To ensure that staff are placed properly within a small business, they must create a detailed job description. For a small business it is crucial that they hire the right number of people. This is because, if they hire too many people it could lead to money being wasted on staff income (wages are the highest costs to business). As well as other issues, as the saying goes: “too many cooks spoil the broth”! On the other hand, if they hire too few people, it could lead to inefficiencies and large costs for the small business in the long run.

The best approach for small businesses will be to have a job preview, assess whether individuals are capable of learning the skills needed by the company. This will help filter out those candidates who will not be suitable for the job. If possible, small businesses should use experienced individuals in the hiring process, these individuals will know if the future employee will fit in to the culture of the company as well as if they possess the relevant skills.[8]

Competency Life Cycle[edit]

The competency life cycle consists of 4 phases which aim to develop and enhance individual and organisational competencies. The different phases are:

  1. Competency mapping – this phase is there to provide the company with a summary of all the crucial competencies needed in order to fulfil its targets (outlined in the business plan), outline the job requirements and the group needs. This phase also defines the required skill level for each job profile
  2. Competency diagnosis – this is based on the current employees in the company. This outlines the present proficiency level each employee possesses. The company will perform a ‘skill gap analysis’, which defines the gap between the skills the employee currently has compared to the competencies needed for their job
  3. Competency development – this phase deals with development of training/activities the company provides to employees to fill the skill gaps found in the previous phase
  4. Monitoring of competencies – an analysis of the results of the competency development phase[9]

Competency Analysis[edit]

In order to conduct thorough competency analysis, one has to gather information from various sources. These sources are known as job content experts (JCEs) and they have a good understanding of positions in companies. JCEs are usually the people who manage the position one is looking to fill. The first step of the competency analysis is to accumulate detailed descriptions of the tasks which make up the job: ‘task analyses’. This is done through a range of data collection methods:

  • Job observation: observe people already in the job and ask them to describe what they do etc
  • Incumbent interviews: conduct interviews with people already in the job, asking each individual the same set of questions. The questions should be based on their key responsibilities, problems they need to solve/ difficulties they face, skills they feel are needed for success etc
  • Critical incidents meetings: meetings with JCEs, getting them to provide examples of times employees have been extremely efficient or inefficient
  • Competency vision meetings: meetings with ‘visionaries’, those who know about the future of the company. The reason for these meetings is because the hiring manager is looking for an employee who will stay for the long term and an employee who will contribute to the future success of the company

Once the data from these various sources has been analysed, a list of the competencies needed for the job description can come together, completing the competency analysis.[4]

Advantages[edit]

There are many benefits of using competencies in organisations:

  • Competencies help a business distinguish their top performers and their average ones. This is useful information for managers when it comes to giving out bonuses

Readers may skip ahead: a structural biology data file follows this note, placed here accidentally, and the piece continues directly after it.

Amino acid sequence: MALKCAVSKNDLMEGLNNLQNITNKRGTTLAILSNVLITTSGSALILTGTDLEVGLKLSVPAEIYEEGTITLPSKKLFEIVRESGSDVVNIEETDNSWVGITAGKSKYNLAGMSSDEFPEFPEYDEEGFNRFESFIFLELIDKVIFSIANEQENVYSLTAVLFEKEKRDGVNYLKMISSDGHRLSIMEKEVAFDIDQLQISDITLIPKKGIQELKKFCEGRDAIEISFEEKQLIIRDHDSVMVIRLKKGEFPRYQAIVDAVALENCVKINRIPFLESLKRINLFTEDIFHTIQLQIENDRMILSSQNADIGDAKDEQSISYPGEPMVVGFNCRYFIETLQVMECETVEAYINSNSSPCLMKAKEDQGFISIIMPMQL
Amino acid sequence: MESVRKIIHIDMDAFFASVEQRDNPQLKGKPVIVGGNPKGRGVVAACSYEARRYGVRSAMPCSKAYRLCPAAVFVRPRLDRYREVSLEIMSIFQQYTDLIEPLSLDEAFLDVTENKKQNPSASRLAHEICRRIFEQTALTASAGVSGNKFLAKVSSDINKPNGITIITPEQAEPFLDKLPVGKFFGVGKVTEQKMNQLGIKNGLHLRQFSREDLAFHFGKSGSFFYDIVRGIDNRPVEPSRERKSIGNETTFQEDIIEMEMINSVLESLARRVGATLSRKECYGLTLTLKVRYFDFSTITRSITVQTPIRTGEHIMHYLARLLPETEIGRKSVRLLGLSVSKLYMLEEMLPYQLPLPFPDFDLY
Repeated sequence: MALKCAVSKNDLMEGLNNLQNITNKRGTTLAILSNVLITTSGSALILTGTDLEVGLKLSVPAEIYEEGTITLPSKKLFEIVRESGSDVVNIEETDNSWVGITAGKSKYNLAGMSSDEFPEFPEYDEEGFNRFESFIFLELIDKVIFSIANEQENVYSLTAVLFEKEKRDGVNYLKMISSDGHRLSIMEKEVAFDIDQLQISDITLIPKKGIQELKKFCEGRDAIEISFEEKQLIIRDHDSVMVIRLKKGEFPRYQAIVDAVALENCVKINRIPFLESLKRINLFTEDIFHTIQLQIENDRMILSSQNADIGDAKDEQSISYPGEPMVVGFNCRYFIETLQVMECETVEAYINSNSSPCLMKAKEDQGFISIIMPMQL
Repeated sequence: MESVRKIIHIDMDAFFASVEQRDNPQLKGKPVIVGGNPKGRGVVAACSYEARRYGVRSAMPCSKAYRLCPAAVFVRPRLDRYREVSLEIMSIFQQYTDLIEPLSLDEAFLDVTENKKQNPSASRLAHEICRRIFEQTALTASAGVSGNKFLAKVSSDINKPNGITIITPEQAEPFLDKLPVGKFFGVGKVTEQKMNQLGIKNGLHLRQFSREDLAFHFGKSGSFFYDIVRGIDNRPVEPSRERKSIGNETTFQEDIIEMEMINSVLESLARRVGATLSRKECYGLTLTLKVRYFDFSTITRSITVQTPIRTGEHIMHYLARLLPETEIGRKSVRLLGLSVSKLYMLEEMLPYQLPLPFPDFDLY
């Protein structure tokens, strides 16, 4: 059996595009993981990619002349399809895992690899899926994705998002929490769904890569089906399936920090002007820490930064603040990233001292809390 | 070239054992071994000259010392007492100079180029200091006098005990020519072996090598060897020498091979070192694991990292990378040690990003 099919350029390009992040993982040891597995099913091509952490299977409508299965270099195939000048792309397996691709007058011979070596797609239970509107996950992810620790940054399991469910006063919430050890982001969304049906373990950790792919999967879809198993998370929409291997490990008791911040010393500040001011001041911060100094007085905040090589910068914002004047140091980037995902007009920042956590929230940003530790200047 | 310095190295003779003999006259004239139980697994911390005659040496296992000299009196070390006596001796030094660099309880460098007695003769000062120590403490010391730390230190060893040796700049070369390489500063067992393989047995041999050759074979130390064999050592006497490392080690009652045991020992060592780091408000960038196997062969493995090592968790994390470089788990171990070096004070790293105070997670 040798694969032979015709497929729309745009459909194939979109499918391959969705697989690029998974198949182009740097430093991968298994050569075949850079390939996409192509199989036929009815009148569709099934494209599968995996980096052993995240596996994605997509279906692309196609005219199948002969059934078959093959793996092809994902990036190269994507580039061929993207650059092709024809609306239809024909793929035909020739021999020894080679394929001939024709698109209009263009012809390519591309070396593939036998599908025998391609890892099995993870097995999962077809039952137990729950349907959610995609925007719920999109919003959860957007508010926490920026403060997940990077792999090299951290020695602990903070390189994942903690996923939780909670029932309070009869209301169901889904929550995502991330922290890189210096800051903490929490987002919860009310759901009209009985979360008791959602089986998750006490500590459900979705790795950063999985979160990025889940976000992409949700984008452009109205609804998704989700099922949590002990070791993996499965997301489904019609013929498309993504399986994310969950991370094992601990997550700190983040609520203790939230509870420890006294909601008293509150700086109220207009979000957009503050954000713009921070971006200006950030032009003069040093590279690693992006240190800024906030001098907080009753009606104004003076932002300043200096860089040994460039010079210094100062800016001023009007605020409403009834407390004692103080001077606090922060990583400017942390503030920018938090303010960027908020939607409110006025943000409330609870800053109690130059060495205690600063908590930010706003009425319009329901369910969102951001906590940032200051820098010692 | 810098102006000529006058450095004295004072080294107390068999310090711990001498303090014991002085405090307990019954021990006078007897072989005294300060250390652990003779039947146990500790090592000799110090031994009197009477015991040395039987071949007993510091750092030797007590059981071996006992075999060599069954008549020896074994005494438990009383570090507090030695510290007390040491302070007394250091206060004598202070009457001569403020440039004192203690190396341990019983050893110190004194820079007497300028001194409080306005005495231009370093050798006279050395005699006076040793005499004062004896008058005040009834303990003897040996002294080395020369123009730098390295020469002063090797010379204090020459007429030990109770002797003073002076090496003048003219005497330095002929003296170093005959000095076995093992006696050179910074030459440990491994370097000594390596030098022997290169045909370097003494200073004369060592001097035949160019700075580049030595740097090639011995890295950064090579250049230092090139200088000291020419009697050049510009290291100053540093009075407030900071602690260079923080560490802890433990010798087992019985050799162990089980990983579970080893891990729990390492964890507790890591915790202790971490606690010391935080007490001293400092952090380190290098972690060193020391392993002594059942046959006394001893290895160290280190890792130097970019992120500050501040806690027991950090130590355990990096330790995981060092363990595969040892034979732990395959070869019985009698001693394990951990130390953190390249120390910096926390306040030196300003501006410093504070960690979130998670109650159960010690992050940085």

• As competencies are linked to business objectives or business strategies, aligning the two is more effective and convenient for the business, making it more streamlined
  • Identifying and using core competencies to create goods & services results in major contributions to the companies competitiveness
  • Businesses who use the competency-based approach will generally have a more flexible workforce, with individuals who are extremely well trained and this should result in a successful performance from those employees
  • Staff turnover is reduced if competency-based job descriptions are used, as candidates whom are best suited for the role are hired[10]

Criticisms[edit]

However, there are also some negative aspects of competency-based job descriptions. They can be extremely time consuming, as it takes a long time to gather the data needed to decide which competencies are relevant for the job profile. This process can also be very costly and not all businesses may have the funds available to carry out the competency analysis. The analysis also requires staff with specific skills, which certain businesses may lack.

See also[edit]

References[edit]

  1. ^ -, -. "Oxford Dictionaries: language matters". www.oxforddictionaries.com. Oxford Dictionaries. Retrieved 23 October 2014. 
  2. ^ Collins English Dictionary (14th ed.). Glasgow: Collins gem. 2006. p. 113. ISBN 978-0-00-720877-7. 
  3. ^ Riley, Jim. "Core Competencies". www.tutor2u.net. tutor2u. Retrieved 23 October 2014. 
  4. ^ a b "Competency-based job descriptions". www.waljob.net. Retrieved 21 October 2014. 
  5. ^ -, -. "Guidelines for Writing a Competency Based Job Description". http://www.northwestern.edu/. -. Retrieved 20 October 2014. 
  6. ^ Nordmeyer, Billie. "The Difference Between a Job Competency & Description". work.chron.com. Heart Newspapers. Retrieved 20 October 2014. 
  7. ^ Ashe-Edmunds, Sam. "Competency Based Job Descriptions". http://smallbusiness.chron.com/. Demand Media. Retrieved 27 October 2014. 
  8. ^ "Competency Based Organisations". From job based to competency-based organizations 15 (1): 9. 21 Nov 2006. Retrieved 27 October 2014. 
  9. ^ -, - (2006). "Information Management & Computer Security". - 14 (1): 54. Retrieved 27 October 2014. 
  10. ^ Hawkes, Candace; Weathington, Bart. "Competency-Based Versus Task-Based Job Descriptions: Effects on Applicant Attraction". p. 193. Retrieved 27 October 2014.